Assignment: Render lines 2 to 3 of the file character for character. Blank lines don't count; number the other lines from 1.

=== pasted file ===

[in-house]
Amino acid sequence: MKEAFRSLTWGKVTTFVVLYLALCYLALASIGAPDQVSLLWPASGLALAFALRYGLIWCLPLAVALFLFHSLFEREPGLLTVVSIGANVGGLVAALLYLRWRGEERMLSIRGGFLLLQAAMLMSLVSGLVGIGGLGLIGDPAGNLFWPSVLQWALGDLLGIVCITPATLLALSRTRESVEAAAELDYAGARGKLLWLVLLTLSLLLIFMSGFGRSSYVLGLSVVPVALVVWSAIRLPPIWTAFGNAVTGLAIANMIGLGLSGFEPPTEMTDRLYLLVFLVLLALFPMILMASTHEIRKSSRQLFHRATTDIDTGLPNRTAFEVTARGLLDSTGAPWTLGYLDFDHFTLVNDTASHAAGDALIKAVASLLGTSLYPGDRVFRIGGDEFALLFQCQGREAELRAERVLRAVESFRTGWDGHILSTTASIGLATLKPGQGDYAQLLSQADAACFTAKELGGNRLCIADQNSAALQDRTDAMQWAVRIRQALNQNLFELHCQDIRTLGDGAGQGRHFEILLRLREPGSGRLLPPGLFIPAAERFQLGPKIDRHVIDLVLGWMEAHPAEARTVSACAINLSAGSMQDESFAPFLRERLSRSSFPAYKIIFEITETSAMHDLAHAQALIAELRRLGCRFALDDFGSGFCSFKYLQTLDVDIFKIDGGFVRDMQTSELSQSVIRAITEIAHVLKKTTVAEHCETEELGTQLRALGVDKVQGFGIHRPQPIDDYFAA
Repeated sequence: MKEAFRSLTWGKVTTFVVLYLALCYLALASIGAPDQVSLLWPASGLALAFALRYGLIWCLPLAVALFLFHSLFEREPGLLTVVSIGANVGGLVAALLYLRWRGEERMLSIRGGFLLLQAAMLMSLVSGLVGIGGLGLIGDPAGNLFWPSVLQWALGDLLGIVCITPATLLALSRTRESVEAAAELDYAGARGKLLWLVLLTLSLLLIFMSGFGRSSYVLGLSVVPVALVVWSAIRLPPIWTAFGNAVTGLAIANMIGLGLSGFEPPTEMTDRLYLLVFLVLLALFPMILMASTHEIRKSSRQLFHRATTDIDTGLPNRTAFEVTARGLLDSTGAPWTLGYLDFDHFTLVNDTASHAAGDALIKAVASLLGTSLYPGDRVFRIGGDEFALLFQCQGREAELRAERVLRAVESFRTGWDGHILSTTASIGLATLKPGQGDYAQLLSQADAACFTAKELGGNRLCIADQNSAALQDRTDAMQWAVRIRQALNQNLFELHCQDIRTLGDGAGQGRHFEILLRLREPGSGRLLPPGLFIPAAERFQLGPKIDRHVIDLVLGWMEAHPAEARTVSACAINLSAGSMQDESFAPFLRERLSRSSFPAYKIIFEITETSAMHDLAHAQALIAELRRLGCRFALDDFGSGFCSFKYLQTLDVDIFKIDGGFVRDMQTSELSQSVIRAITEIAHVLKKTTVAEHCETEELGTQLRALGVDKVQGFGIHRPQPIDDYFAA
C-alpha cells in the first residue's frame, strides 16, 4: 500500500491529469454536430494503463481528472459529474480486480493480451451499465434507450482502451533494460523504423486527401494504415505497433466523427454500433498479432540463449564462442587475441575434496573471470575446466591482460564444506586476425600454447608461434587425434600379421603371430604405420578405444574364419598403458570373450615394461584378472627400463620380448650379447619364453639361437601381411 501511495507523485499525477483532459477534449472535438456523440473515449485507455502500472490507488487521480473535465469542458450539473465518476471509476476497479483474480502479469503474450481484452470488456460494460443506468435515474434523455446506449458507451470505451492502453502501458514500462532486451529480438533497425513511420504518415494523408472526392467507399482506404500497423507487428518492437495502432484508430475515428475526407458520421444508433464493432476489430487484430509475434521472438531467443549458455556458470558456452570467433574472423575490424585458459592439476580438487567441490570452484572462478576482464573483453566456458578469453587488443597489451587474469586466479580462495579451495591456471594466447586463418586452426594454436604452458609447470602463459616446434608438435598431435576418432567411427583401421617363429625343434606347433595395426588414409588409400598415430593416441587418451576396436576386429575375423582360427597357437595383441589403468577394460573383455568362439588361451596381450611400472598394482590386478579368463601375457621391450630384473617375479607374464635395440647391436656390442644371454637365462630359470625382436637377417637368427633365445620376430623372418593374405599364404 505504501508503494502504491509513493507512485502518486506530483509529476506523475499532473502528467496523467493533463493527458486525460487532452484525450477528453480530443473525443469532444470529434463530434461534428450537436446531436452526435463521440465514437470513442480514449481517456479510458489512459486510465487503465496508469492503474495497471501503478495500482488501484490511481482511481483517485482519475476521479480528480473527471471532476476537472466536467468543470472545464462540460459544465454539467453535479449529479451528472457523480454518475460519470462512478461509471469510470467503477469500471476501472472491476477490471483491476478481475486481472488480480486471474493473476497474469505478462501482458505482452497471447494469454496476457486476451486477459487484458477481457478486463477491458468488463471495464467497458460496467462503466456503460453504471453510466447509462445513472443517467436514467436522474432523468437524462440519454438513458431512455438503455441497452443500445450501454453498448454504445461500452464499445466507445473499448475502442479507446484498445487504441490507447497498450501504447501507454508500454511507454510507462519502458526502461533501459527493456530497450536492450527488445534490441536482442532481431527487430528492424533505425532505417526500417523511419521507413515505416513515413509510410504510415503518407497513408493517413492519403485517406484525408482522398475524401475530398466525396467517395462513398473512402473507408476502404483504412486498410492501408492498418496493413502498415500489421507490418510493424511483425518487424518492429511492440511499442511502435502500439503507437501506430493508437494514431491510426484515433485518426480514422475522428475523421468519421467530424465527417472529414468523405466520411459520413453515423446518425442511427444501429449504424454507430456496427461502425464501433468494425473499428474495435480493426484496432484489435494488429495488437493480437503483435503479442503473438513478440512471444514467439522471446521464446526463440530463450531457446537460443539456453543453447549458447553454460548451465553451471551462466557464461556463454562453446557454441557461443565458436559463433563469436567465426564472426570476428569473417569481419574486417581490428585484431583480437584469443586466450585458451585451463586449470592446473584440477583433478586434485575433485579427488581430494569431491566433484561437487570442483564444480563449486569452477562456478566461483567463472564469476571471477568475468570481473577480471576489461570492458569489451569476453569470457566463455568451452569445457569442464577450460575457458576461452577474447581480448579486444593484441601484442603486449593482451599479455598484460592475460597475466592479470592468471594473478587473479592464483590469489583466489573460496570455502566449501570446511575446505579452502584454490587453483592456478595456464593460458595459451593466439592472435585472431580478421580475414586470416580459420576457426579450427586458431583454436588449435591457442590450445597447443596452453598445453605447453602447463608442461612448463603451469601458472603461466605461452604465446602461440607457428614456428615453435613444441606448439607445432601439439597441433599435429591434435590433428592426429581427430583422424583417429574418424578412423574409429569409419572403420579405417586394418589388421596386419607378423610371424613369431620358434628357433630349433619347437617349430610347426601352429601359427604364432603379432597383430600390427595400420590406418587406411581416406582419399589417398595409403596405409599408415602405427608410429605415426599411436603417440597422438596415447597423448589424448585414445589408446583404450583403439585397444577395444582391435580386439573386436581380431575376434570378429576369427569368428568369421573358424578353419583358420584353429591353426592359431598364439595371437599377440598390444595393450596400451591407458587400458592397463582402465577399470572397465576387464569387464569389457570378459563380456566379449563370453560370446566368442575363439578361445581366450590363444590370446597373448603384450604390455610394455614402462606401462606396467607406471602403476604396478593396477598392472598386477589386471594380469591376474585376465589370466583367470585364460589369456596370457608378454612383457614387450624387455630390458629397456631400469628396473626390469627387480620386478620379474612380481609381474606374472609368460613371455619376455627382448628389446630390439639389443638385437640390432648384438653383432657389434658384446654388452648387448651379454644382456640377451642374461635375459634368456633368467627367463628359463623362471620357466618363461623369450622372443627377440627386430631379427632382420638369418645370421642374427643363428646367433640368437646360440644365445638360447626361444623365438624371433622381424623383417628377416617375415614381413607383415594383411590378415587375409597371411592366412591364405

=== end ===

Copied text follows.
Amino acid sequence: MKEAFRSLTWGKVTTFVVLYLALCYLALASIGAPDQVSLLWPASGLALAFALRYGLIWCLPLAVALFLFHSLFEREPGLLTVVSIGANVGGLVAALLYLRWRGEERMLSIRGGFLLLQAAMLMSLVSGLVGIGGLGLIGDPAGNLFWPSVLQWALGDLLGIVCITPATLLALSRTRESVEAAAELDYAGARGKLLWLVLLTLSLLLIFMSGFGRSSYVLGLSVVPVALVVWSAIRLPPIWTAFGNAVTGLAIANMIGLGLSGFEPPTEMTDRLYLLVFLVLLALFPMILMASTHEIRKSSRQLFHRATTDIDTGLPNRTAFEVTARGLLDSTGAPWTLGYLDFDHFTLVNDTASHAAGDALIKAVASLLGTSLYPGDRVFRIGGDEFALLFQCQGREAELRAERVLRAVESFRTGWDGHILSTTASIGLATLKPGQGDYAQLLSQADAACFTAKELGGNRLCIADQNSAALQDRTDAMQWAVRIRQALNQNLFELHCQDIRTLGDGAGQGRHFEILLRLREPGSGRLLPPGLFIPAAERFQLGPKIDRHVIDLVLGWMEAHPAEARTVSACAINLSAGSMQDESFAPFLRERLSRSSFPAYKIIFEITETSAMHDLAHAQALIAELRRLGCRFALDDFGSGFCSFKYLQTLDVDIFKIDGGFVRDMQTSELSQSVIRAITEIAHVLKKTTVAEHCETEELGTQLRALGVDKVQGFGIHRPQPIDDYFAA
Repeated sequence: MKEAFRSLTWGKVTTFVVLYLALCYLALASIGAPDQVSLLWPASGLALAFALRYGLIWCLPLAVALFLFHSLFEREPGLLTVVSIGANVGGLVAALLYLRWRGEERMLSIRGGFLLLQAAMLMSLVSGLVGIGGLGLIGDPAGNLFWPSVLQWALGDLLGIVCITPATLLALSRTRESVEAAAELDYAGARGKLLWLVLLTLSLLLIFMSGFGRSSYVLGLSVVPVALVVWSAIRLPPIWTAFGNAVTGLAIANMIGLGLSGFEPPTEMTDRLYLLVFLVLLALFPMILMASTHEIRKSSRQLFHRATTDIDTGLPNRTAFEVTARGLLDSTGAPWTLGYLDFDHFTLVNDTASHAAGDALIKAVASLLGTSLYPGDRVFRIGGDEFALLFQCQGREAELRAERVLRAVESFRTGWDGHILSTTASIGLATLKPGQGDYAQLLSQADAACFTAKELGGNRLCIADQNSAALQDRTDAMQWAVRIRQALNQNLFELHCQDIRTLGDGAGQGRHFEILLRLREPGSGRLLPPGLFIPAAERFQLGPKIDRHVIDLVLGWMEAHPAEARTVSACAINLSAGSMQDESFAPFLRERLSRSSFPAYKIIFEITETSAMHDLAHAQALIAELRRLGCRFALDDFGSGFCSFKYLQTLDVDIFKIDGGFVRDMQTSELSQSVIRAITEIAHVLKKTTVAEHCETEELGTQLRALGVDKVQGFGIHRPQPIDDYFAA